States, institutions, employers, and even some federal agencies have set sights on a shared future, where individuals have access to their learning and employment data through the seamless sharing and use of Learning and Employment Records (LERs). AACRAO
remains committed to exploring and supporting opportunities for higher education to embrace the potential of learner mobility through trusted learning records like Comprehensive Learner Records (CLRs) and Learning and Employment Records. These opportunities will make postsecondary education more flexible, responsive, and valuable for learners and employers.
Credential innovation is already happening at many institutions via professional continuing education, student life, and academic units on campus. Registrar partnerships are essential for this innovation to move forward. The institution’s reputation
and trust are dependent upon the integrity of its issued credentials (traditional and new learning records) and the registrar is the key campus officer charged with the collection and assertion of the information. There is certainly value to the learner
and institution to capture and account for all the learning occurring both inside and outside the classroom, however, there are still many questions to be answered before a complete path forward is forged. Acknowledging that many schools are posing
that question is why AACRAO has named the CLR/LER one of the organization's strategic initiatives, developed
a CLR/LER Community of Practice,
and added CLR/LER services to the AACRAO
Consulting Services menu.
Establishing this new approach to validating and sharing skills requires that data be seamlessly owned and shared by individuals. This vision requires interoperability of the data systems that produce LERs which will allow learners to accumulate multiple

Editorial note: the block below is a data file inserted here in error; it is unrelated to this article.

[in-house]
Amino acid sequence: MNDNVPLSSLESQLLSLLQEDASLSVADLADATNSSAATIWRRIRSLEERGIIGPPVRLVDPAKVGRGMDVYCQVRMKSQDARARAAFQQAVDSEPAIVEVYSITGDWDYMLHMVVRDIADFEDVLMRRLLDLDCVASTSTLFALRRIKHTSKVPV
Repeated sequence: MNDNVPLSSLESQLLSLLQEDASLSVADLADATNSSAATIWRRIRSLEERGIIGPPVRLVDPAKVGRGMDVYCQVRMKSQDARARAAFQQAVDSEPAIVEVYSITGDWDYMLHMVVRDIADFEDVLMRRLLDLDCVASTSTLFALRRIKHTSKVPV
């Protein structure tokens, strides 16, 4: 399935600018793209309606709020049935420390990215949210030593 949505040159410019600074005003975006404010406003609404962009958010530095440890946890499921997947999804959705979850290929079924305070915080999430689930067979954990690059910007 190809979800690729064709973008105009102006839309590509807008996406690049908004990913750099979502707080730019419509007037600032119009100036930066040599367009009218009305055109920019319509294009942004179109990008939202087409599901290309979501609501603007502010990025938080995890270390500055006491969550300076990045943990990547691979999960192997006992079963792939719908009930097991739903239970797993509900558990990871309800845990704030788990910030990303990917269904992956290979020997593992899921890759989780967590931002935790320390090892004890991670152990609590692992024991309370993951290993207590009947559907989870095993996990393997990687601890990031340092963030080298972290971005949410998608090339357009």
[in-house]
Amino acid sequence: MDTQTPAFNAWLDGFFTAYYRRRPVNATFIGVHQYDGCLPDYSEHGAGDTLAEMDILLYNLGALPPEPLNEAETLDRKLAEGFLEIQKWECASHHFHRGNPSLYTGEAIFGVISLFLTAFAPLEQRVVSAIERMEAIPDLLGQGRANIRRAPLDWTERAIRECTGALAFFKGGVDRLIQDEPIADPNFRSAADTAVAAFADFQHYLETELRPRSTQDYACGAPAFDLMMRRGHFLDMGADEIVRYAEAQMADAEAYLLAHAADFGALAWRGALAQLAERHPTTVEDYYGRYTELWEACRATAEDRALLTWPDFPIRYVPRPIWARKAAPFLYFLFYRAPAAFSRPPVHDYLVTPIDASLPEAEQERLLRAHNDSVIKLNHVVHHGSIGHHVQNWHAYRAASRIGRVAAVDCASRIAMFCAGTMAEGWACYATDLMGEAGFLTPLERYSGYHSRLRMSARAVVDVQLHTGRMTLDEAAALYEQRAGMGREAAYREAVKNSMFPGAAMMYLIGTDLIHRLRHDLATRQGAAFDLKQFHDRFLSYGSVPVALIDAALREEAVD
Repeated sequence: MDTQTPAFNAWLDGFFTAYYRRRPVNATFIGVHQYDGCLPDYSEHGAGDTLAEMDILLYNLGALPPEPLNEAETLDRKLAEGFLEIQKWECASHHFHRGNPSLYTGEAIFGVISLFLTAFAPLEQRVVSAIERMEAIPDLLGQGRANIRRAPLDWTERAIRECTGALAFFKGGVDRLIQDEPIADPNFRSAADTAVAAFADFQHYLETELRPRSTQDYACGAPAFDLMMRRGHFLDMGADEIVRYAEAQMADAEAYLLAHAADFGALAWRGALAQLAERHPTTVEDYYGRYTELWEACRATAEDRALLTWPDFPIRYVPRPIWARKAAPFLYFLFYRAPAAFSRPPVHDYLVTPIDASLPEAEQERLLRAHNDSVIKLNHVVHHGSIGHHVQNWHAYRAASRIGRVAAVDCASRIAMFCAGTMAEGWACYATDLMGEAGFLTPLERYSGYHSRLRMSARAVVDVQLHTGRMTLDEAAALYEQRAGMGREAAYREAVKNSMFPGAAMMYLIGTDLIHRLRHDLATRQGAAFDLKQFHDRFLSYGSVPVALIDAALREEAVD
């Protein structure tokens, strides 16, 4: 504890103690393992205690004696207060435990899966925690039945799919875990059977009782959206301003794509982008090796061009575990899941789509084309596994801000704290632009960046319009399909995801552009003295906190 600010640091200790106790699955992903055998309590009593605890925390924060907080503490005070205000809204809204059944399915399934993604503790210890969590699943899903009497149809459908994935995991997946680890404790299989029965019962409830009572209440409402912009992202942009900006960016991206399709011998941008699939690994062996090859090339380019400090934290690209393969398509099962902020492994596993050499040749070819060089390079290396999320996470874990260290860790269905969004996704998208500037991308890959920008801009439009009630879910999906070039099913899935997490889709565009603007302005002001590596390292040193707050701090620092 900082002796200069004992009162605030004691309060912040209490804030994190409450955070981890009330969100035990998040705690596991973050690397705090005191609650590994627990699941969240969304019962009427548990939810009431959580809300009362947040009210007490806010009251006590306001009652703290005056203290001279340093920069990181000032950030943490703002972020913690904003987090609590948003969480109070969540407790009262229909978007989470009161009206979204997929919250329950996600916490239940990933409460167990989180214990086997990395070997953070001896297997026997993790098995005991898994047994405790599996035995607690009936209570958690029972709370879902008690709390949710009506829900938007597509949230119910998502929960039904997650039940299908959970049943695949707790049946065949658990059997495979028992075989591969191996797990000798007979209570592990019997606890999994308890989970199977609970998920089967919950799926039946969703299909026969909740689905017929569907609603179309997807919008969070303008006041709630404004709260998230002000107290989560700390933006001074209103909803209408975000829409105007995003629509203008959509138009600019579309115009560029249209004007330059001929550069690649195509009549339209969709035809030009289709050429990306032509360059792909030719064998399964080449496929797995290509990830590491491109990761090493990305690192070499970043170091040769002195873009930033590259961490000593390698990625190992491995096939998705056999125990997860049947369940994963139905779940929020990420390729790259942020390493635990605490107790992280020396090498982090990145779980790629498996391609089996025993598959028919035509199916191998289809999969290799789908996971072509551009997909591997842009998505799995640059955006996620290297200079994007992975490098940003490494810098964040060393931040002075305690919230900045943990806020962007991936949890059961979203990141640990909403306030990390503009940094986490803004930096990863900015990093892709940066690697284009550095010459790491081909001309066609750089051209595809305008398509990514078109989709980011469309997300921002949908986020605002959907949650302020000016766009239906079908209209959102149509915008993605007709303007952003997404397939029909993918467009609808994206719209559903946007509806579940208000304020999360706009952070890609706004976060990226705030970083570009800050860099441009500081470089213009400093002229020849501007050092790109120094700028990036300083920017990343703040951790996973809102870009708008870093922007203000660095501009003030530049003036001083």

records over time to reflect the range of credentials and competencies they earned. To guide action towards interoperability, a common set of principles for education and employment data has been created by the Competency-Based Education Network (C-BEN)
for use by the key decision-makers who provide education and training opportunities.
The C-BEN report highlights seven key interoperability principles. These principles are a framework for shared action
in advancing LERs that achieve their fullest potential. The principles are:
Open Standards - Data included in LERs are formatted using a standard structure, allowing for easy exchange between individuals, education, and employment.
Privacy & Security - Systems protect the privacy and security of individuals’ data, which, in turn, builds and maintains trust in LERs.
Unlock Learning Anywhere - Learning is lifelong, and quality learning can occur outside of the classroom. Interoperable LERs honor the value of all learning and offer processes for validating a wide range of learning, skills, and competencies.
Universal Access - Interoperable LERs are user-centered and ensure every potential user has access to and control of a digital wallet to store, manage, and curate LERs.